After leaving behind the sad beaches in Parnu, it wasn’t long before we were in Latvia, country #20! We though that we had finally encountered a border that was stopping to check passports and inspect vehicles, but it was just roadworks stopping traffic to a single lane.
The roads were somewhat terrible, with near constant lumps/bumps causing the sagging rear of our car to scrape bodywork on the tyres. Thankfully it’s just a bit of fibreglass trim, and it’s not going to do damage to the tyre or the bodywork.
The fuel was cheaper here than Estonia, too, which came as a surprise, since Estonia seemed cheaper than Andorra – which is meant to be tax-free.
And, if the bumpy roads weren’t bad enough, we had to deal with drivers that had zero patience, and were willing to overtake around blind corners and let the other cars (us included) to sort it out to avoid an incident. A friend wrote a great piece about riding his motorbike through Siberia. I realise that we’re not at those levels of crazy, which terrifies me that things can still get worse.
It felt like there were more farms here than what we saw in Estonia. The houses were built from raw timber, and their rooves were sagging and broken, like broken backs. Of course, there were still huge tracts of pine forest to drive through, it just didn’t feel as long, or as dense as it had further north.
We tried to take a few detours to see more of Latvia than just Riga – just as we try to see more of other countries, rather than passing straight through. We made a detour to travel through Gauja National Park, and some of the towns inside.
Lonely Planet described Cēsis as the “Most Latvian town in Latvia”, so with a title like that, how could we not visit? It took a while to see the charm, but we managed to find some of the cute wooden gingerbread styles houses – much like we’d seen in Russia. They had seen better days, with most of them covered in flakes of peeling paint.
The main street too had seen better days, or at least was in a state of metamorphosis. Temporary fencing was installed, and the street itself had been dug up. I guess summer is over, and it’s time to get work done before winter hits.
The town is dominated by the tower of St. John’s Church, which is also looking a little shabby. It’s pretty, but nothing exceptional. Inside was much like the outside, quite simplistic – other than being an interesting shade of yellow.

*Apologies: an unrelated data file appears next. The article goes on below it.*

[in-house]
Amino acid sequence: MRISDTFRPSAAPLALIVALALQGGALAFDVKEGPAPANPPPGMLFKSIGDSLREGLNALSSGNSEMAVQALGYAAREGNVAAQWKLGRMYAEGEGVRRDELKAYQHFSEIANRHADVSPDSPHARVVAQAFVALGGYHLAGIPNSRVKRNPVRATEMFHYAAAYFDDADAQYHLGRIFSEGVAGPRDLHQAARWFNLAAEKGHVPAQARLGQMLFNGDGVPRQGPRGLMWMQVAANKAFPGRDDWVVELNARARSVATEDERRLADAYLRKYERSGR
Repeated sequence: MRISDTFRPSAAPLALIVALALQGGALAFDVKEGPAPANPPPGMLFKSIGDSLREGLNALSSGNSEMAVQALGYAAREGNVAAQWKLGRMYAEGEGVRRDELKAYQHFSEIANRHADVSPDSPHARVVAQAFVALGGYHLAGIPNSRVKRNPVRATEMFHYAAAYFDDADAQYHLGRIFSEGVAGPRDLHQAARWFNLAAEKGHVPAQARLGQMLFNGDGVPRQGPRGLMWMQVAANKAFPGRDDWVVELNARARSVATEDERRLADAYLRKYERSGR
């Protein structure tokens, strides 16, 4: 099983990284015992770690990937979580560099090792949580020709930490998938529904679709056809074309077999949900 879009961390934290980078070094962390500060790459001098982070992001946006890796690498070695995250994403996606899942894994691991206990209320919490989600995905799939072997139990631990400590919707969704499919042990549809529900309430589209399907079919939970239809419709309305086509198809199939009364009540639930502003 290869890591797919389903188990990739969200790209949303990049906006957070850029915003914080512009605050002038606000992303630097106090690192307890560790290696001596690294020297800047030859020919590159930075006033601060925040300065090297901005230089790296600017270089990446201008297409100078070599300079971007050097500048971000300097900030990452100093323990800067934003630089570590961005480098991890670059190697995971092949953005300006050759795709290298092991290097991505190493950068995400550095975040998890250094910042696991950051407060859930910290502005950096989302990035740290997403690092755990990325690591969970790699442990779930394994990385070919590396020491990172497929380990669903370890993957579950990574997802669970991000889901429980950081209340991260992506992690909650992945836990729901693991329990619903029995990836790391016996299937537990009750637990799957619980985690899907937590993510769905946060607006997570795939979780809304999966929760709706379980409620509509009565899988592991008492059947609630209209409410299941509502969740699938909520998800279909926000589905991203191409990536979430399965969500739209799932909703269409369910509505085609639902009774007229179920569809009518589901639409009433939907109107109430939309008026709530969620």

However, the main attraction is the town’s castle. But, we were too late to enter, and had to settle for the glimpses we could steal through gates and fences as we walked around the perimeter. It did look rather old and imposing – but just a shame we couldn’t get closer.
We were both a little confused as to what the attraction was. It was pleasant enough, but I’m glad we didn’t take too much of a detour to visit.
The main town in the national park, and also with a large castle. It was described as Latvia’s Switzerland, which having already visited Switzerland and been amazed with the mountains, confused us no end. There were definitely hills here, and a river that cut down forming a shallow gorge, but Switzerland it wasn’t.
There were all sorts of extreme sports on offer, from rafting and canoeing, to mountain biking, to bungee jumping from a suspended cable that crosses the Gauja River.
But, when we saw a ski resort, on a slope that was at best 5% gradient, we had to laugh to ourselves – and I thought that the small ski resort in the town I lived in in Japan (Yakumo) was tiny!
Rather than stopping to explore the sites, we opted to make an early stop for the evening in a secluded forest, near the river. We were surrounded by tall trees. I thought I could hear the river, but it was just the sound of the wind whooshing through the leaves above and around us. It was beautifully serene, until another camper arrived and started his generator. And then the rain came, and giant drops fell from the tall trees we were parked under. We drowned it all out by watching a movie – Café Society (not my favourite Woody Allen).
It was still raining in the morning, and combined with a feeling of fatigue, I was tempted to just stay in the car and watch movies all day. It sounded like a great idea, but I realised that the battery would probably go flat, since we didn’t have a generator like our lovely German neighbours.
We were lucky to receive a few tips from friends for Riga. We started by visiting a recommended coffee shop, Rocket Bean, just north of the old town. They were busy roasting coffee, and it smelt amazing. The coffee however, was little bitter – and crazy strong. Even after resting there for 1.5hr, making use of their free parking and wifi, I was still shaking, and not in a particularly healthy state.
Risa really wanted to visit an Art Nouveau museum in town, so I dropped her and drove just out of town to our campsite for the night. Fortunately that coffee was still working overdrive, and the 4.5km walk into town went by in no time at all. When we’re not on holiday, I’d never consider a 4.5km walk unless it was really the only option, but now it’s become so common. At least there was some interesting things to look at, like old wooden buildings, and a great view of the town from the large suspension bridge.
Risa had completed her visit to the rather tiny Art Nouveau museum, which turned out to be little more than a small apartment decorated with period furniture. I quickly popped my head in to see the beautiful internal staircase. It’s gorgeous, but not my style.